It might be possible that intensity of the matches might improve throughout the tournament, which could be due to the heat acclimation but also (of course) the importance of the knock out stages. Additionally, it seems plausible to have greater affect of weather conditions for games played in stadiums located in the north of Brazil (for example Fortaleza 29 degress celsius and 74% humidity as of today), as greater heat and/or humidity is present in this part of the country, compared to matches in the more southern part of the country (for example Porto Allegre 22 degrees celsius and 69% humidity as of today).

However, this is speculative and I am very curious to see if the environmental conditions will affect the performance of the teams. Furthermore, it also seems questionable if the Brazilian players are acclimatized, as many players are playing in Europe. Therefore it will be very interesting to see if any European teams can surprise (mainly the southern american teams).

A picture on the Telegraph from the UK sums up nicely my entire idea/any predictions so far.

 

 

If you are interested in more heat acclimation stuff, I suggest watching the youtube videos from the according conference at Aspetar from March 2014.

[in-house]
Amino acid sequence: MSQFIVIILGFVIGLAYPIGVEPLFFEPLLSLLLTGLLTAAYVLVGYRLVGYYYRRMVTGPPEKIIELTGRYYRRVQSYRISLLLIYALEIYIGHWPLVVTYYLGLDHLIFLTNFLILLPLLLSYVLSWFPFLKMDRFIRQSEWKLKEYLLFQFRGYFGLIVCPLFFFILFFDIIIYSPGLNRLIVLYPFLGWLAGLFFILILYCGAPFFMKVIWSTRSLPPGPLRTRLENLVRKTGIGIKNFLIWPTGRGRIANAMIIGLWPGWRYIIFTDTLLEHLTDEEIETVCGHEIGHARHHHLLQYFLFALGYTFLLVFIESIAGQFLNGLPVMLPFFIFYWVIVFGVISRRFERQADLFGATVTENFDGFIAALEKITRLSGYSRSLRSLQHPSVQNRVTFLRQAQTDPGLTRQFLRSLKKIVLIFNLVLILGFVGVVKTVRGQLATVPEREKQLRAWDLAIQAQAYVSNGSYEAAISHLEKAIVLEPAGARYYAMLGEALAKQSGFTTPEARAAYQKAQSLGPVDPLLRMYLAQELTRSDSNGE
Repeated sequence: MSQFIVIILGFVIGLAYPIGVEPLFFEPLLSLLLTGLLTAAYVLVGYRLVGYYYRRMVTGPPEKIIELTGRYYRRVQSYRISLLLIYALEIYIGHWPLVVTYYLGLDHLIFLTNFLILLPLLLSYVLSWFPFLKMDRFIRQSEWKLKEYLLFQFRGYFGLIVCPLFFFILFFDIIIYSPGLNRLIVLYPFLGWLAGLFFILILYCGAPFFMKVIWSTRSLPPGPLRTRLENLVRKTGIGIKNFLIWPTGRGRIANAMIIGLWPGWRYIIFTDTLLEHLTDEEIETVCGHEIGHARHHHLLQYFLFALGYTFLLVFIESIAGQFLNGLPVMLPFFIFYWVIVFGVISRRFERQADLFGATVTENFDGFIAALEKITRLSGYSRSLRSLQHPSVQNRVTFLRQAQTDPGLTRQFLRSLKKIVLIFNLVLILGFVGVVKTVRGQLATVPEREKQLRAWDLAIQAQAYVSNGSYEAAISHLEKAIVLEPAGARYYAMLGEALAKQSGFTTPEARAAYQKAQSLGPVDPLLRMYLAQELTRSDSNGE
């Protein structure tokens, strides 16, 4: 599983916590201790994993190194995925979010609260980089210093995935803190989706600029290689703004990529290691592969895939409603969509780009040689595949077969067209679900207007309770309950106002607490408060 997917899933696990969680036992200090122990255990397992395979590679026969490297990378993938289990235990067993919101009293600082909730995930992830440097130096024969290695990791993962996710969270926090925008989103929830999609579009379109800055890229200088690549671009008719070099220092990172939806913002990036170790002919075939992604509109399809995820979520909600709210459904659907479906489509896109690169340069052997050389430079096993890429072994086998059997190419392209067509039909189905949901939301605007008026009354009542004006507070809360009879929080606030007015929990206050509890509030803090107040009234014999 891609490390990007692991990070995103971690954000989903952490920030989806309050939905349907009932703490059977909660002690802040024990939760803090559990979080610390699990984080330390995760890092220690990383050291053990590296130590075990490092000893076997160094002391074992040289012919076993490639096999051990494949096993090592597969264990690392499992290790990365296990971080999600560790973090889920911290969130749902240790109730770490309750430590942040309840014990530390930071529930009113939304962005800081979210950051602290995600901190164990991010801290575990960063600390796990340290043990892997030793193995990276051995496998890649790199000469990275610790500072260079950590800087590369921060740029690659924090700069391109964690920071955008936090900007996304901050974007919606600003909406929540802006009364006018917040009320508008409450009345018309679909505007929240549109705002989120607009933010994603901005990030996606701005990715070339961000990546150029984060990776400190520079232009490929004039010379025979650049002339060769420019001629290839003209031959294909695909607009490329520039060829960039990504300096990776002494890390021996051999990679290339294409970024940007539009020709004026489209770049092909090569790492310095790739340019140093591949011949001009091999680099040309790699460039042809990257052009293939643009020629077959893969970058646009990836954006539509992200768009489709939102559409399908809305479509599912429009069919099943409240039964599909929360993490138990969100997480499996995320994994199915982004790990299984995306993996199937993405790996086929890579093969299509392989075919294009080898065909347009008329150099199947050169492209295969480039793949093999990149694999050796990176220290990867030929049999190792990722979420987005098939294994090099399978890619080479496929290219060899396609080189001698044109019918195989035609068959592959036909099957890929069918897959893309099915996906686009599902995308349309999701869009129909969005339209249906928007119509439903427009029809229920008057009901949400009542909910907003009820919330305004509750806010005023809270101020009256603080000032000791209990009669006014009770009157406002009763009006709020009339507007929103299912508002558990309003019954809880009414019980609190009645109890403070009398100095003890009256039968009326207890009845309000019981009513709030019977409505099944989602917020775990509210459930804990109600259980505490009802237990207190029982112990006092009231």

References

1. Brocherie F, Girard O, Farooq A, Millet GP. Influence of environmental temperature on home advantage

in Qatari international soccer matches. In: D.M. Peters and P. Donohue, Editors. Performance analysis of Sport IX: Routledge, 2013, pp 39-44.


2. Cohen JS, Gisolfi CV. Effects of interval training on work-heat tolerance of young women. Med Sci

Sports Exerc. 14(1): 46-52, 1982.


3. Dampf A Smart World Cup teams tap science to beat Brazil's heat. 2014.


4. Drust B, Cable NT, Reilly T. Investigation of the effects of the pre-cooling on the physiological responses

to soccer-specific intermittent exercise. Eur J Appl Physiol. 81(1-2): 11-7, 2000.